Update! Jaguars in Arizona!

In October  2004,  a California graduate student took pictures of  2 male jaguars via a remote motion sensing camera in the Coronado National Forest.  This caused an environmental group to challenge plans for the Tucson Electrical Power Company's transmission lines.  The power company had won approval from the Arizona Corporation Commission in 1998 to run power lines from Nogals to Tucson's Northwest side through the Tunacacori Highlands west of Interstate 19.  The photos suggest that the federally endangered jaguar has established a presence there along the transmission line route.  A draft of an environmental impact survey of the proposed transmission lines states no established critical habitat for threatened or endangered species would be effected.  The reason the graduate student got the photos was because he hits the back country really hard!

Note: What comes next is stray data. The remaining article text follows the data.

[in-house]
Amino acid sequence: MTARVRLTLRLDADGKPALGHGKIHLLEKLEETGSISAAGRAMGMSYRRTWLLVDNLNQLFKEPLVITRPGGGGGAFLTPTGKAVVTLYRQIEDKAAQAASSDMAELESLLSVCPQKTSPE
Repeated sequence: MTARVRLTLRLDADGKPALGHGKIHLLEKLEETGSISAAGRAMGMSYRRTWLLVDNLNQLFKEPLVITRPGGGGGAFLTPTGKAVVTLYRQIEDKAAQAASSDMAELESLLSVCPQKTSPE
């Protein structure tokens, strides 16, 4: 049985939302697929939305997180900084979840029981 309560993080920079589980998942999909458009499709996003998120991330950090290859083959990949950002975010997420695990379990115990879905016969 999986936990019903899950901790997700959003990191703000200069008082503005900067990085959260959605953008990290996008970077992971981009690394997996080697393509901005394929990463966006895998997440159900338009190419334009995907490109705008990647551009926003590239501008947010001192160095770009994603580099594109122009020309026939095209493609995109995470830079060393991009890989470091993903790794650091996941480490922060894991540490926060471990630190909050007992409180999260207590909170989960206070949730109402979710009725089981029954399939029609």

This was great news when I heard it!  It means we have our spotted cat back in the US !

Update!

There is a website that I am not trying to promote or endorse, but they have take 26 pictures of jaguars (mostly male-the same one? Or not?), by using light sensing cameras.  I think it's very interesting and it does show some proof that at the very least, a few jaguars are using a tiny territory in southern Arizona to extend their hunting and patrolling areas.  They may just be in the area to hunt and then cross the border to their main territory, but at least their presence exists....They are called the Borderlands Jaguar Detection Project. 

Again,

I am not promoting or endorsing, but it's interesting.........